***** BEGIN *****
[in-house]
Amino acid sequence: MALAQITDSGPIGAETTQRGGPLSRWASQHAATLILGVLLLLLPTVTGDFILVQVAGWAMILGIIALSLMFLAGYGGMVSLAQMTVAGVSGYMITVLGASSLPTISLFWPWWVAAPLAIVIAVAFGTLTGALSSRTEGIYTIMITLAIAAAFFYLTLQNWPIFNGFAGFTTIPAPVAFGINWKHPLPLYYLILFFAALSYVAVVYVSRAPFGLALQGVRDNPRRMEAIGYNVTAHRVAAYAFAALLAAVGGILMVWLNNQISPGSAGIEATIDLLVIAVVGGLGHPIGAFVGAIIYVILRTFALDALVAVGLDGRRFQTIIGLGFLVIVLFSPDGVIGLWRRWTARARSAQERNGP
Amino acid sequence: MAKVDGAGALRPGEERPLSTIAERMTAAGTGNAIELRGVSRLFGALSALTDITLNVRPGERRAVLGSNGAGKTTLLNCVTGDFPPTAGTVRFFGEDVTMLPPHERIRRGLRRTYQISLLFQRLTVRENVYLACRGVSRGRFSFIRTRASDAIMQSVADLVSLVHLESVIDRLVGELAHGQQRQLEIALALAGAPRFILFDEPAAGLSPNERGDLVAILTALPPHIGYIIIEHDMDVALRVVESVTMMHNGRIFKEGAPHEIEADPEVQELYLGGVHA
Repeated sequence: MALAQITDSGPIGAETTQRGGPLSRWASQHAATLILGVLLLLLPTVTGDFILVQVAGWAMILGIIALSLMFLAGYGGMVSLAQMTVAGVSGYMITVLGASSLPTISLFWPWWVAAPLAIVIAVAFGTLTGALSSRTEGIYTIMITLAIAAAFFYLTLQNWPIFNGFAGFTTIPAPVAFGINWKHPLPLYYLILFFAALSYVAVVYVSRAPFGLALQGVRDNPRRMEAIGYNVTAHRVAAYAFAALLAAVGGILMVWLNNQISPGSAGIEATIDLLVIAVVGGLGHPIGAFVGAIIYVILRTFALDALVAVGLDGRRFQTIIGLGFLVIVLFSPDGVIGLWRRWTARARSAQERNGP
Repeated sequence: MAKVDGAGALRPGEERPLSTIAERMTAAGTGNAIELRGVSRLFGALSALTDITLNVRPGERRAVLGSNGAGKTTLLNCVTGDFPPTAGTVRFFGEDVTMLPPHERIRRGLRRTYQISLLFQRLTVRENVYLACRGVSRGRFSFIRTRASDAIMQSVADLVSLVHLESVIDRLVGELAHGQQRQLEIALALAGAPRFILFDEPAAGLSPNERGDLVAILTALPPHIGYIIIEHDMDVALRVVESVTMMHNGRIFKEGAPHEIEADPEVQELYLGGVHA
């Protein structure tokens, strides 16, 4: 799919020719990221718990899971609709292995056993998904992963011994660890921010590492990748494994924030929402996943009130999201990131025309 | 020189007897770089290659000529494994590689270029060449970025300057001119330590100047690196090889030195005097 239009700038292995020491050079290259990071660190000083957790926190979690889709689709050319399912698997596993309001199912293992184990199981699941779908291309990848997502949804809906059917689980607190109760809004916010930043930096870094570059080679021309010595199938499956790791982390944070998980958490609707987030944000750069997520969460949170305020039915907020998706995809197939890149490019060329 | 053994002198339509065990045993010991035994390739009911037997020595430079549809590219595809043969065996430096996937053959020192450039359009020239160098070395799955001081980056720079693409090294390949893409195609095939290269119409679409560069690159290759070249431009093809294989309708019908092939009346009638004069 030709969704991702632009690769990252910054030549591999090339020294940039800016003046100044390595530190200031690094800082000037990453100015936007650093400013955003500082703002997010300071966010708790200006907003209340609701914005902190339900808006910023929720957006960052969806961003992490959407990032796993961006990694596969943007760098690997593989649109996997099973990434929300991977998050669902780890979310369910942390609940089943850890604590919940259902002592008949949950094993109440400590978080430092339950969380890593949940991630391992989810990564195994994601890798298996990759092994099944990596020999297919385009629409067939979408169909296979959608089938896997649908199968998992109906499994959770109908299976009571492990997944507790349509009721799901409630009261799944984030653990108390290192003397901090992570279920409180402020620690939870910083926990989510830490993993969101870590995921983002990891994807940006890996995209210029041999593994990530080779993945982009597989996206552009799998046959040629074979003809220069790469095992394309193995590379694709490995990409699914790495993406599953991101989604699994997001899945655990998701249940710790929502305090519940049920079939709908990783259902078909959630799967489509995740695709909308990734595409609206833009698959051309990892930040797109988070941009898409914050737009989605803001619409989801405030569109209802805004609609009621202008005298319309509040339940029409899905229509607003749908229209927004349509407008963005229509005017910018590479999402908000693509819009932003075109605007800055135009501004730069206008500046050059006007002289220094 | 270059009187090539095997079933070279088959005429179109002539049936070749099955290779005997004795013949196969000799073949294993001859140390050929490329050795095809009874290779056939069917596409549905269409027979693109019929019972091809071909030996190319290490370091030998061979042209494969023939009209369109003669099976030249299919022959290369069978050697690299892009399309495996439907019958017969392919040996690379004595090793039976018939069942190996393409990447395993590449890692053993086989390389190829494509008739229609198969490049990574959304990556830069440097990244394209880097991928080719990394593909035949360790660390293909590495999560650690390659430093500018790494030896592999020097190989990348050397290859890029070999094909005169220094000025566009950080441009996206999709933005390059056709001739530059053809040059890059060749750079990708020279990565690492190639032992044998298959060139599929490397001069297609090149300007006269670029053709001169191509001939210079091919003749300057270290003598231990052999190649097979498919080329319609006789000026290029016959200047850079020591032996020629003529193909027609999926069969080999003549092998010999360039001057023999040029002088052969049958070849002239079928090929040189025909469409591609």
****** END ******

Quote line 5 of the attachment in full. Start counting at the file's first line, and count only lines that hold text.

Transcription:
Repeated sequence: MAKVDGAGALRPGEERPLSTIAERMTAAGTGNAIELRGVSRLFGALSALTDITLNVRPGERRAVLGSNGAGKTTLLNCVTGDFPPTAGTVRFFGEDVTMLPPHERIRRGLRRTYQISLLFQRLTVRENVYLACRGVSRGRFSFIRTRASDAIMQSVADLVSLVHLESVIDRLVGELAHGQQRQLEIALALAGAPRFILFDEPAAGLSPNERGDLVAILTALPPHIGYIIIEHDMDVALRVVESVTMMHNGRIFKEGAPHEIEADPEVQELYLGGVHA